Saturday, October 23, 2010


PUBLISHER'S NOTE: In view of the $4.25 million compensation William Mullins-Johnson that was announced on October 21, 2010 by the Ontario government , I am re-running some early posts relating to the case. The following post - published on October 10, 2007, ran under the heading, "Dilemma of the innocent."


The dilemma of innocent people behind their bars who continue to protest their innocence instead of expressing contrition to the Parole Board and participating in behavioral control programs run by the penitentiary is powerfully demonstrated by William-Mullins-Johnson's lawyers in their factum filed for the October 15 Reference.

"The Appellant, who maintained his innocence from the moment of his arrest on June 27, 1993, served the bulk of his life sentence at Warkworth Penitentiary in Ontario," the factum reads.

"He continued to maintain his innocence throughout more than 12 years of imprisonment. His penitentiary records include the following entries:

The subject adamantly denies being guilty of the present offence and as such demonstrates no remorse. (Criminal Profile Report, December 1, 1994, prepared by his Case Management Officer)

Recommended Intervention.
William has been placed on the WSBC waiting list since 1995/08/02. This placement is considered to be a high priority given the sexual connotations [of his crime]. The offender is protesting his innocence and is reluctant to participate in programs dealing with sexual deviancy. Completion of such an assessment is required in order to identity future risk levels especially against children. (Correctional Plan Progress Report, September 28, 1999, prepared by his parole officer)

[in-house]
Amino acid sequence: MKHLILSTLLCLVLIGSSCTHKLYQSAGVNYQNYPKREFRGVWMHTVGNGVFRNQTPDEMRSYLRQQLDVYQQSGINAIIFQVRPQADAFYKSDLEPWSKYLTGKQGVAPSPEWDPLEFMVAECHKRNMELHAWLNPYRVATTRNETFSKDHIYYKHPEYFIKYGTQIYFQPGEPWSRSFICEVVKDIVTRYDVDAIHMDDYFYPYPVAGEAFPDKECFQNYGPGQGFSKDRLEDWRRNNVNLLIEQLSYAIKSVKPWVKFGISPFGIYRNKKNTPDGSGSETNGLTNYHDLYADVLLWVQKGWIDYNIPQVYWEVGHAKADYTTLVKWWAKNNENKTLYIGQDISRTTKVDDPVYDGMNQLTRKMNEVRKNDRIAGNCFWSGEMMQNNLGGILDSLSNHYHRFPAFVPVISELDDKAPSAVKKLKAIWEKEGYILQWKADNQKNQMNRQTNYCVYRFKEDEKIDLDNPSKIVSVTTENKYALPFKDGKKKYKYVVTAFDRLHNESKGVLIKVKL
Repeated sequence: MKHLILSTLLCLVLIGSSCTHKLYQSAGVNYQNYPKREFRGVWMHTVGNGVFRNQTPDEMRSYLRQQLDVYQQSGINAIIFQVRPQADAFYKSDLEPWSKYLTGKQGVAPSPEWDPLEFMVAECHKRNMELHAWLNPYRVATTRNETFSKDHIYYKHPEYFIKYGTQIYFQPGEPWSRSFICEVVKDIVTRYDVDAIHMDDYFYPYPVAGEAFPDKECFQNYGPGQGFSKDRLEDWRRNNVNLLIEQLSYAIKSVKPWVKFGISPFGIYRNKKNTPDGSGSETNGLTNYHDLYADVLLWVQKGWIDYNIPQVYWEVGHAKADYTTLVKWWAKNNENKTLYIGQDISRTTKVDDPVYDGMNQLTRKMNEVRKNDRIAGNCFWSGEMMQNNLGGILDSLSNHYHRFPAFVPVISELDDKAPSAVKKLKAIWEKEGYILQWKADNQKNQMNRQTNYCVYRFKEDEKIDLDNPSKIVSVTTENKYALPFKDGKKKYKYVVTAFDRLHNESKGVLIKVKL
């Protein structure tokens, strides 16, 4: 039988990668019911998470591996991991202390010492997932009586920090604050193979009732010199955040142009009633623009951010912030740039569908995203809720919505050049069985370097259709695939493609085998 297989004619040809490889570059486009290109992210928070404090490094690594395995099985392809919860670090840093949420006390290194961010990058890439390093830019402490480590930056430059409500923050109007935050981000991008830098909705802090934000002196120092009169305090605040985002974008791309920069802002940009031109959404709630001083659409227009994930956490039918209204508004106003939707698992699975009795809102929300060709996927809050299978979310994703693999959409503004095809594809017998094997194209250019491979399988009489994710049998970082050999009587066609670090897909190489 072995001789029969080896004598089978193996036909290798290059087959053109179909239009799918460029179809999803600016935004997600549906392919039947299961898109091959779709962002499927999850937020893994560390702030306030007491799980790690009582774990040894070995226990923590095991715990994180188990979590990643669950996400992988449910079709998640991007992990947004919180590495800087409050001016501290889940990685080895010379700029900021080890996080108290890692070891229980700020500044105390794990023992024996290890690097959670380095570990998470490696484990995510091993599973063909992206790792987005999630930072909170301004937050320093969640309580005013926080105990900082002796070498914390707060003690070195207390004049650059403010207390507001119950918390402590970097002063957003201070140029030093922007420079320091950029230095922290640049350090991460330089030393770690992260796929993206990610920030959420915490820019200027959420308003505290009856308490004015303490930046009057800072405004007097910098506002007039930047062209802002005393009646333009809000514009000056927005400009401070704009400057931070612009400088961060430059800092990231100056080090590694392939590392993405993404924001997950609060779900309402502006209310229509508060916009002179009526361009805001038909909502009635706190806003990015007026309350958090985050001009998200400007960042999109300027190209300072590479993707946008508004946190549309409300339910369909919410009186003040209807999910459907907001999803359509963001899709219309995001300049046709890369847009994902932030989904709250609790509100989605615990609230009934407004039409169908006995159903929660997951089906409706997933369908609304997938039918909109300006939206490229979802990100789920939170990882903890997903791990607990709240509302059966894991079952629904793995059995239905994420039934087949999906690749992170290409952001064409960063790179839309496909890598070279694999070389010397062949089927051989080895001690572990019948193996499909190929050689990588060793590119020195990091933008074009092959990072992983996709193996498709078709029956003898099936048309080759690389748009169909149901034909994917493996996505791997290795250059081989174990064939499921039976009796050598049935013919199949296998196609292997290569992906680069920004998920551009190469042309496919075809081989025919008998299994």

Mullins-Johnson has had a difficult adjustment to his life sentence. He has maintained a stance of innocence in relation to the offence and has appealed both sentence and conviction without success. He is heavily involved in the Native culture at Warkworth and has been the Chair of the Native Brotherhood. He has a depressive nature and suffers from serious mood swings as a result. (Correctional Plan Progress Report, May 22, 2002, prepared by his parole officer). "

Innocent persons like Mullins-Johnson invite hardship, extended incarceration and mental turmoil by continuing to protest their innocence.

The Mullins-Johnson case should be required study by all members of the Ontario and National parole boards.

Harold Levy;